We need an Attorney General who will hold police officers and police departments accountable, not one who has spent his legislative career serving their interests. We are still dealing with the legacy of Adam Schiff in California. We urge you in the strongest possible terms not to appoint Adam Schiff to be California’s next Attorney General.
Finally, while our focus is on Representative Schiff because we are hearing reports in the media that those in power are lobbying for him, please do not take this as an acceptance of all other potential appointees. We ask you to appoint someone who has an understanding of the impact of policing and incarceration on people’s lives and on our communities. We urge you to gain our trust and support by appointing someone who has worked throughout their career to uplift the people of California, not someone who has used their power to punish Black people, Indigenous people, people of color, and poor Californians in a system marked by extreme racial and class disparities.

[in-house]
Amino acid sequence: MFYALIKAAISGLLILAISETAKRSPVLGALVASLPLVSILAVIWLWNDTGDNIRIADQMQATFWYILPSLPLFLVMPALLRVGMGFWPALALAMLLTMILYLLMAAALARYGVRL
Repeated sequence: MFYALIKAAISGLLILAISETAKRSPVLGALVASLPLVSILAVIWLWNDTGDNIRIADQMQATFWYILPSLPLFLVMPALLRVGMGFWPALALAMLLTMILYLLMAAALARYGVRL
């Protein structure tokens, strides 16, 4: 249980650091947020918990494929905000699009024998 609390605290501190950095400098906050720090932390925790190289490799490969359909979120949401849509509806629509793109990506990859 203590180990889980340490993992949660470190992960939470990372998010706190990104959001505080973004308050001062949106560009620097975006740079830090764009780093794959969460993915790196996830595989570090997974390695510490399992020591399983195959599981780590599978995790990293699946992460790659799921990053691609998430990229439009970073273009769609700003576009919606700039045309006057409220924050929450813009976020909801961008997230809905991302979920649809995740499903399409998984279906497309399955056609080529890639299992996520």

Co-founder, Black Lives Matter-Los Angeles
Professor, Pan-African Studies, Cal State LA
Professor Jody D. Armour
Roy P. Crocker Professor of Law
University of Southern California School of Law
Executive Director, Justice Teams Network
Co-founder, Anti Police-Terror Project
Senior Staff Attorney, Pro Bono Immigrant Post-Conviction Relief Project
Immigrant Legal Resource Center
Co-Founder and Executive Director, Black Lives Matter Global Network Foundation
Co-founder, White People 4 Black Lives
President, California Public Defenders Association
- Justice Teams Network
- Anti Police-Terror Project
- Communities United for Restorative Youth Justice
- California Families United for Justice
- Urban Peace Movement
- Ground Game LA
- Dignity and Power NOW
- SF Rising
- East Bay Resistance
- Los Angeles Community Action Network
- Pillars of the Community, San Diego
- Asian Solidarity Collective
- National Lawyers Guild, San Francisco Bay Area Chapter
- Oakland Rising
- Youth Justice Coalition
- Fair Chance Project
- Families United to End LWOP
- The Young Women’s Freedom Center
- Sunrise Movement Los Angeles
- Stop LAPD Spying Coalition
- Initiate Justice
- Black Lives Matter – Los Angeles Chapter
- White People 4 Black Lives
- People’s City Council
- SURJ, Showing Up for Racial Justice
- Homie UP
- Universidad Popular, People’s University
- Reform LA Jails
- Essie Justice Group
- Starting Over, Inc.
- Asian Americans Advancing Justice–California
- Courage California
- Immigrant Legal Resource Center
- Black Lives Matter, Long Beach